Weingarten defines "common shock" as the biological and physiological feeling that "is triggered by our being witness to an event or an interaction that we appraise as disturbing," which can range from watching a parent hit a child to watching a television news report about a terrorist bombing. She argues that this kind of common shock is an experience that can have "chronic debilitating effects," but that "few people know how to deal with it themselves or, crucially, help children do so." Drawing upon recent research as well as her work as part of the Witnessing Project (which helps individuals, families and communities deal with violence), Weingarten details typical interpersonal consequences of common shock, such as being driven into silence and losing trust in people. Her primary solution to common shock is encouraging people to act "as compassionate witnesses to others," as a way of helping others regain a "sense of safety" and community, and she states that research suggests that "small compassionate actions performed routinely could have a major impact." Weingarten may overexplain what seems to be a fairly straightforward idea, but she provides a beneficial service by responding to what is clearly a current social problem; the two appendices provide direct and useful recommendations for how to help others deal with the shock triggered by disturbing everyday events.
Copyright 2003 Reed Business Information, Inc.

I'm ordering it. Thanks.

post #28 of 36
I watched this movie last week. I loved it. As art alone, it was a delight and to be honored.

I also agree, his seemingly final conclusion, now that I mulled it over, seems to be we kill because we fear. And we fear needlessly.

Another idea was our social support system sucks, and the poor fall through the cracks, without hope, without love, with no "leisure" to care for their children.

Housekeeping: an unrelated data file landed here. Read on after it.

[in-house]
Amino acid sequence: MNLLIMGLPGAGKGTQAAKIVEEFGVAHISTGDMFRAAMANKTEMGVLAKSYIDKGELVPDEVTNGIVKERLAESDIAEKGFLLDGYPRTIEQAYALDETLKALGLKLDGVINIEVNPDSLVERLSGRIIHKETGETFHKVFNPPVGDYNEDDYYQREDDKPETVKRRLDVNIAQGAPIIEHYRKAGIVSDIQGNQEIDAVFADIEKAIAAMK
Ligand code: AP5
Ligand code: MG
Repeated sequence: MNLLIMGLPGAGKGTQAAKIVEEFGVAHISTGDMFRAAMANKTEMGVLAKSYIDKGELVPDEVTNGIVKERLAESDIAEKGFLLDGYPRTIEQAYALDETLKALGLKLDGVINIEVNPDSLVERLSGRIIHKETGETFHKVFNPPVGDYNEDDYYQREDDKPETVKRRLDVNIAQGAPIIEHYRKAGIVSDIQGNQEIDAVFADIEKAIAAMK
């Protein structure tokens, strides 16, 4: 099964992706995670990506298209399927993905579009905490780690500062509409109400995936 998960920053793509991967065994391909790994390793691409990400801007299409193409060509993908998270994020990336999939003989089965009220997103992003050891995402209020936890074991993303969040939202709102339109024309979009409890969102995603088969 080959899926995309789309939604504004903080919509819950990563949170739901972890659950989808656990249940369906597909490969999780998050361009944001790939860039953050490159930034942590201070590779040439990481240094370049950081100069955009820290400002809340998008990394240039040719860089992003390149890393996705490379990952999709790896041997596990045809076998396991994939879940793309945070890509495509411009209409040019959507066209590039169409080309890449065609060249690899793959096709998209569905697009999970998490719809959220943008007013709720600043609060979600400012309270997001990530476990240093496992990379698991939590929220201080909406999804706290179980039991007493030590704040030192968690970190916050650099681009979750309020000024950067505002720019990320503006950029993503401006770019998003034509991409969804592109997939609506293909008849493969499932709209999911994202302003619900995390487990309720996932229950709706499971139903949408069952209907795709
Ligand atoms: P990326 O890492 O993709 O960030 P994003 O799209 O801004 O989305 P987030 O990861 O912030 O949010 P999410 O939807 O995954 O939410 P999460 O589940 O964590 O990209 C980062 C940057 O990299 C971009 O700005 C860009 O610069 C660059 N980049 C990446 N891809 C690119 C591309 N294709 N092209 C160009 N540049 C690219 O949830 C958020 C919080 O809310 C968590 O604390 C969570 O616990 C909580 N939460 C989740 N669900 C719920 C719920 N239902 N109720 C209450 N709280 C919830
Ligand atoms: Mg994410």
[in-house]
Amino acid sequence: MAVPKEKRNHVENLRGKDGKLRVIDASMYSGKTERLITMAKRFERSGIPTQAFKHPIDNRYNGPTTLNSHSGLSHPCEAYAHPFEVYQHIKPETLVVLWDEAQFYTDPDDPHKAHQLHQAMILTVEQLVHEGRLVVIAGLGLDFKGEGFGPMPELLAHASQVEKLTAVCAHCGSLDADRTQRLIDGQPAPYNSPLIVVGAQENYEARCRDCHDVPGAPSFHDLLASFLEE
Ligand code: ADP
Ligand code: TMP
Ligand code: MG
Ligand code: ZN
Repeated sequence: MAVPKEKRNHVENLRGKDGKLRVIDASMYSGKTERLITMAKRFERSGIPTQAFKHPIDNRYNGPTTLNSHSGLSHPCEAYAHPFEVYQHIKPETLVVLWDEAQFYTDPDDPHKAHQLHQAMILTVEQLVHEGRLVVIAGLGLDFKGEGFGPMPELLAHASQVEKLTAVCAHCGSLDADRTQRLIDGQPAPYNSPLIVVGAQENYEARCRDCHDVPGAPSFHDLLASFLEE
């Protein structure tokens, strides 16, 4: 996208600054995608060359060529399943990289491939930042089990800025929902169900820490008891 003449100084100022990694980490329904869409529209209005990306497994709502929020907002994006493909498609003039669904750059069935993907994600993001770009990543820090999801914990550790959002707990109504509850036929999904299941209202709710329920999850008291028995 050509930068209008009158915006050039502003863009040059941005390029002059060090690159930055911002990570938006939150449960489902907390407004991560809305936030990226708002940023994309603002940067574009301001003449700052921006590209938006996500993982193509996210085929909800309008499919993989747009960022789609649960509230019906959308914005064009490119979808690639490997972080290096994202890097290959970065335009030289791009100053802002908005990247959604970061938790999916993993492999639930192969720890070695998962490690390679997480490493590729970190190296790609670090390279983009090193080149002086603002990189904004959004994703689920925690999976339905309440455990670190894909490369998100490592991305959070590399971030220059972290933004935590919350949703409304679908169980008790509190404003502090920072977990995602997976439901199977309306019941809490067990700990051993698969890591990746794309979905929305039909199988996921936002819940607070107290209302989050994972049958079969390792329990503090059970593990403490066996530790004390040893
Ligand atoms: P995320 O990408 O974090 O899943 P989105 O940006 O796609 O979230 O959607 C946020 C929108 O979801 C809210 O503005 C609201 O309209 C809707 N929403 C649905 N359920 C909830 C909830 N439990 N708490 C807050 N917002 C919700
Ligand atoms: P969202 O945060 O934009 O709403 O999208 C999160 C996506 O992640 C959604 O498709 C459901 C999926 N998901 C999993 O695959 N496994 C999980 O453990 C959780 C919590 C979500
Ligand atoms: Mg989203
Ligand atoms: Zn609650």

I think he was a remarkable interviewer and got all kinds of different people to open up and say surprising things.

MM, I to you.
post #29 of 36
A lot or shall I say, the majority of the people in America do not agree with the stuff our government does. OUr current president didn't even win the election.
post #30 of 36
WHAT IS IT THEN?????? Why does the United States have sooooooooooooooooo many gun related deaths??????


watching biased news that is all killing, raping......... How else are we suppose to feel after that?
post #31 of 36

In Case Anyone Missed This...

How to Deal with the Lies and the Lying Liars When They Lie about "Bowling for Columbine"
by Michael Moore

post #32 of 36
Thread Starter 
That man is so freaking funny.

post #33 of 36
My family and I watched "Bowling for Columbine" the other night on DirecTV (satellite). I was really impressed.

I do own a gun and I do know how to use it.

"Bowling for Columbine" contains a very poignant moment in my opinion, when Mr. Moore is speaking with Charlton Heston. Mr. Heston states that perhaps Americans are so violent because our history is a history of violence.

Apparently Mr. Heston's thought has been turning the wheels in my youngest son's mind also. He is 18. Last night we were talking about the Salem witch trials...something was on TV about it briefly...and we talk about what we are watching frequently. My son referred to our history as a "history of hubris". I was taken aback. It made me think. And as I thought about it...and looking at the history that is being made today,.... well, I can't disagree with him. And of course, we ended up talking about "Bowling for Columbine" and referring back to Mr. Heston's aforementioned speculation.